The Audio Precision signal generator has a maximum level of 15V, which means that with the small amount of maximum gain offered by the KX-R, I couldn't drive it into actual clipping into 100k ohms (fig.2, bottom trace above 1V). It is pumping out well over 10V with low distortion! Into the punishingly low 600 ohm load (fig.2, top trace above 1V), the Ayre preamplifier clipped (defined as 1% THD) at 5V, which is still well above the level required to drive any real-world power amplifier to its limit. More important, the downward slope of the traces in this graph below 1V (600 ohms) and 3V (100k ohms) means that, below those levels, the measurement is dominated by noise rather than distortion. The actual distortion starts to rise out of the noise around the maximum voltage the preamplifier will be asked to deliver in practical use, meaning that its gain architecture has been sensibly arranged. At 2V into 100k ohms, plotting the THD+noise percentage against frequency really shows only noise (fig.3, blue and red traces). While dropping the load impedance to 600 ohms brings up the distortion by a factor of about 10 (fig.3), with the left channel (cyan trace) a little better behaved than the right (magenta), the level doesn't change with frequency. (The apparent rolloff in THD above 20kHz in this graph is due to the fact that I had the analyzer bandwidth set to 80kHz, meaning that the harmonics of tones with a frequency higher than 20kHz will increasingly be suppressed.)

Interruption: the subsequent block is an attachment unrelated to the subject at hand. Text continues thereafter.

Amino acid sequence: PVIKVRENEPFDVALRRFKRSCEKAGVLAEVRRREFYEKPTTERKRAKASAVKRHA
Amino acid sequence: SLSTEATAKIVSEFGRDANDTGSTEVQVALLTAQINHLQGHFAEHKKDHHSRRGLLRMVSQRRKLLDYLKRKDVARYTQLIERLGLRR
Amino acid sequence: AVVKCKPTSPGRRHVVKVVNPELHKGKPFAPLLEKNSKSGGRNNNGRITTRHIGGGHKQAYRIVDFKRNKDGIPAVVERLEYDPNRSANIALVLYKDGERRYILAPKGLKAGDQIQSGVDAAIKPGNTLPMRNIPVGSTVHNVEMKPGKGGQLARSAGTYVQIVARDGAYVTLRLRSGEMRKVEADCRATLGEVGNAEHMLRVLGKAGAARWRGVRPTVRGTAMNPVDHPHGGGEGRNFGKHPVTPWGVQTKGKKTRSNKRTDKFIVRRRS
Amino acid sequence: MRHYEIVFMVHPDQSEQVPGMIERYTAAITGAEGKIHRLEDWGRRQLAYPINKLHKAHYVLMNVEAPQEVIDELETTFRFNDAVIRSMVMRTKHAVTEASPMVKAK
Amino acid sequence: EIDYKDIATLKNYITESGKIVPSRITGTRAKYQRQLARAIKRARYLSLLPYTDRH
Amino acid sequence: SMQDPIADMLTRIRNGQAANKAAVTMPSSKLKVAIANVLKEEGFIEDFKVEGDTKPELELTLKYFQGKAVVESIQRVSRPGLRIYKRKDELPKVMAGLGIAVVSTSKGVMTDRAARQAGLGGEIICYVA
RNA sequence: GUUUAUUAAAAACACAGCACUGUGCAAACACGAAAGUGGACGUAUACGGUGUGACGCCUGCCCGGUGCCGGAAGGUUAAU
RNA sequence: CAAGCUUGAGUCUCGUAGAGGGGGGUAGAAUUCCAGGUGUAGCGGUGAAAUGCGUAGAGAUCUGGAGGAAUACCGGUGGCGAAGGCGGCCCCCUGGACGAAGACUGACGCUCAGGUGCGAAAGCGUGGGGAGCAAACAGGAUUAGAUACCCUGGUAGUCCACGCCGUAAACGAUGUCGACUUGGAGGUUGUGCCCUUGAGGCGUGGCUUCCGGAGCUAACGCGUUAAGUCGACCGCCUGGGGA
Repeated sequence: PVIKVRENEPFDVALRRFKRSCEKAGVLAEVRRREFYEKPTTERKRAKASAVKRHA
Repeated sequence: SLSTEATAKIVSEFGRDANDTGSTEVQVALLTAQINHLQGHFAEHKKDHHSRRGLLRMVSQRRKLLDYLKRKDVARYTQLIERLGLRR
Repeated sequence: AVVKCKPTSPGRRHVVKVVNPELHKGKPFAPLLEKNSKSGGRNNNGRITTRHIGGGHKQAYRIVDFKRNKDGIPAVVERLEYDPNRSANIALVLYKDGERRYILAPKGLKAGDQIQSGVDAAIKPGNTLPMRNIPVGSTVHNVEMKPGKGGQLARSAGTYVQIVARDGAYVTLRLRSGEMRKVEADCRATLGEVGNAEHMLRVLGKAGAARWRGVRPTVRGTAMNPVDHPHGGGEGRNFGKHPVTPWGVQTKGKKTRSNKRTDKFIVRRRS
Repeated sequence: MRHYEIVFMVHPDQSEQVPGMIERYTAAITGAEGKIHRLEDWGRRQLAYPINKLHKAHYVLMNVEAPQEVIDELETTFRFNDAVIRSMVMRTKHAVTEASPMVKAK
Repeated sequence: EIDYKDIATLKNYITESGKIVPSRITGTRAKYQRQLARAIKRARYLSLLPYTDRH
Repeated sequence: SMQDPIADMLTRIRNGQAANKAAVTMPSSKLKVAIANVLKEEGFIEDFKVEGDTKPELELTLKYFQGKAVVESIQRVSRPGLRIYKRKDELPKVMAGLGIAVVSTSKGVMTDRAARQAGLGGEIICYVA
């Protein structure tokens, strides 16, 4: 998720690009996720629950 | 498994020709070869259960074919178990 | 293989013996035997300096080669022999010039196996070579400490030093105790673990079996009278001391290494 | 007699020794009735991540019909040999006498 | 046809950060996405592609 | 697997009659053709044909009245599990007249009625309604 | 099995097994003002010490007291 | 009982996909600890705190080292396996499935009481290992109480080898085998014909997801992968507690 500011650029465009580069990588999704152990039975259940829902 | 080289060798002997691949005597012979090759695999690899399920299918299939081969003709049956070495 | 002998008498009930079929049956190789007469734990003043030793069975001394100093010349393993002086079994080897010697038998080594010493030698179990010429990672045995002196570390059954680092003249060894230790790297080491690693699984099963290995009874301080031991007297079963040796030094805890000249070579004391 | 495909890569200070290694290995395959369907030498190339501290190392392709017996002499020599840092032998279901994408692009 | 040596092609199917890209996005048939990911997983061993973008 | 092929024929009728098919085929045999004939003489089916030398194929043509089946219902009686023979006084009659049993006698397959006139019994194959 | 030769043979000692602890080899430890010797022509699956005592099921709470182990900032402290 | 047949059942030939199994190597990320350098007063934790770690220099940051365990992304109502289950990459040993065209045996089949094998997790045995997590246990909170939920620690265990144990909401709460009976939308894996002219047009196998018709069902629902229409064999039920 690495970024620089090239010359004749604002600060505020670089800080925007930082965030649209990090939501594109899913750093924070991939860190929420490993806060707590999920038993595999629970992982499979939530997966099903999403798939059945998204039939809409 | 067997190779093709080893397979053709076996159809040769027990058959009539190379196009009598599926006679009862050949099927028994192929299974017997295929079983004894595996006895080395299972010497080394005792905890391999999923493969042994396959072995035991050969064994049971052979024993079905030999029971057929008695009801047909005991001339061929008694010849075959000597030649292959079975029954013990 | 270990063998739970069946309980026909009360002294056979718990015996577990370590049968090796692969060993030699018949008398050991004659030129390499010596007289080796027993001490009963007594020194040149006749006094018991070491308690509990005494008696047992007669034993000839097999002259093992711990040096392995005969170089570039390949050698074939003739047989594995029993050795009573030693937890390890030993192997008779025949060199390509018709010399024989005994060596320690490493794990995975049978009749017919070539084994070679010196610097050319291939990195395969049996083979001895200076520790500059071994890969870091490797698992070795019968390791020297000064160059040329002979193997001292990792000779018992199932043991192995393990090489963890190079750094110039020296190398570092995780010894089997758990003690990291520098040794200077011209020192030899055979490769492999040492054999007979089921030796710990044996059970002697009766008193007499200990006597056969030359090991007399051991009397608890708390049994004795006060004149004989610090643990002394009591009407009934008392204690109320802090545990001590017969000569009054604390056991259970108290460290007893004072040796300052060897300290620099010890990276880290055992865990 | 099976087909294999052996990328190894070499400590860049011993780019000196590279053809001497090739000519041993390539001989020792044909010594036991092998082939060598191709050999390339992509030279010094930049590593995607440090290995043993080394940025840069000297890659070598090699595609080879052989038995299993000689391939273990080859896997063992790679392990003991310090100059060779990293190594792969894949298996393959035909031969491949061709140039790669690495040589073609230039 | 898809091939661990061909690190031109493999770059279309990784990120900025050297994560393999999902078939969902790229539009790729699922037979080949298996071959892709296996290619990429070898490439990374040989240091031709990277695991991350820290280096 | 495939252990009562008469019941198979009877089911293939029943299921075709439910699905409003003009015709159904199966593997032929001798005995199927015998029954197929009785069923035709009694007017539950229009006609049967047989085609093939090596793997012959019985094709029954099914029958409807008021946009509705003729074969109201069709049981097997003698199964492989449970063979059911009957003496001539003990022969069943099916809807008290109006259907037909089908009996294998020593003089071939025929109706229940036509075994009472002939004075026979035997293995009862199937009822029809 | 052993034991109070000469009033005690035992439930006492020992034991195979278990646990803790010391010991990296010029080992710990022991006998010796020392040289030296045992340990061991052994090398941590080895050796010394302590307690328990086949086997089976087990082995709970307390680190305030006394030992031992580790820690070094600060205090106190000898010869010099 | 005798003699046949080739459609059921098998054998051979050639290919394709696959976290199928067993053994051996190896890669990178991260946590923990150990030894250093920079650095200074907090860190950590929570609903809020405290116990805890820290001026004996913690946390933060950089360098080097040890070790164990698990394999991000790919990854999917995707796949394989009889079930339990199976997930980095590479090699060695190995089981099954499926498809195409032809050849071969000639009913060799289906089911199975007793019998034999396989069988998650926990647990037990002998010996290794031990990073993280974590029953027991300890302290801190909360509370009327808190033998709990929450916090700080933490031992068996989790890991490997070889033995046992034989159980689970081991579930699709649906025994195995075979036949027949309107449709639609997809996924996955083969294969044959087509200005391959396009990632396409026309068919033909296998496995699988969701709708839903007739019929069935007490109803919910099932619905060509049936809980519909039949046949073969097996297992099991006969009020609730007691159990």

Fig.2 Ayre KX-R, distortion (%)vs 1kHz balanced output level into (from bottom to top above 1V): 100k, 600 ohms.

Fig.3 Ayre KX-R, balanced THD+N (%)vs frequency at 2V into 600 ohms (left channel cyan, right magenta) and 100k ohms (left channel blue, right red).

The KX-R's linearity performance is shown in a different manner in figs. 4 and 5, the spectra of a 1kHz tone at 2V into 100k ohms and 600 ohms, respectively. The only harmonics visible above the noise floor into the higher impedance are the second, at –110dB (0.0003%), and the third, at –106dB (0.0005%). Not only are these harmonics extremely low in level, they are subjectively innocuous in character. Both harmonics rise into the punishing 600 ohm load: to –83dB (0.007%) and –80dB (0.01%), left; and to –74dB (0.02%), right. But this is still not to a level that approaches audibility. Commendably, no higher harmonics appear into 600 ohms, nor do any power-supply–related spuriae. Intermodulation distortion is also extremely low (fig.6).